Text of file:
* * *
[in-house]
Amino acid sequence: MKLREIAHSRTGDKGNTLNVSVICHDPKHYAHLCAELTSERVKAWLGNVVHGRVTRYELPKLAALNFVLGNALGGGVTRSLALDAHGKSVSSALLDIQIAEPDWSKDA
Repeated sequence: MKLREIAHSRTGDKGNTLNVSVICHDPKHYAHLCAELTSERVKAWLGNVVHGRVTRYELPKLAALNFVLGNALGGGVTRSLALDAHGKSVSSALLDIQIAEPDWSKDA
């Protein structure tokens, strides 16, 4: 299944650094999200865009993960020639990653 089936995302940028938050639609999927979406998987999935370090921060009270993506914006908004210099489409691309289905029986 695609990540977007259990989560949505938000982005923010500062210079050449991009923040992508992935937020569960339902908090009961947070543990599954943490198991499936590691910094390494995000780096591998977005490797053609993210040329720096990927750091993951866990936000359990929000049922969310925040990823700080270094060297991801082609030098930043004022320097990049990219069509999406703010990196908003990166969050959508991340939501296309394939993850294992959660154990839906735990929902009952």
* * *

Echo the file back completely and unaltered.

[in-house]
Amino acid sequence: MKLREIAHSRTGDKGNTLNVSVICHDPKHYAHLCAELTSERVKAWLGNVVHGRVTRYELPKLAALNFVLGNALGGGVTRSLALDAHGKSVSSALLDIQIAEPDWSKDA
Repeated sequence: MKLREIAHSRTGDKGNTLNVSVICHDPKHYAHLCAELTSERVKAWLGNVVHGRVTRYELPKLAALNFVLGNALGGGVTRSLALDAHGKSVSSALLDIQIAEPDWSKDA
């Protein structure tokens, strides 16, 4: 299944650094999200865009993960020639990653 089936995302940028938050639609999927979406998987999935370090921060009270993506914006908004210099489409691309289905029986 695609990540977007259990989560949505938000982005923010500062210079050449991009923040992508992935937020569960339902908090009961947070543990599954943490198991499936590691910094390494995000780096591998977005490797053609993210040329720096990927750091993951866990936000359990929000049922969310925040990823700080270094060297991801082609030098930043004022320097990049990219069509999406703010990196908003990166969050959508991340939501296309394939993850294992959660154990839906735990929902009952």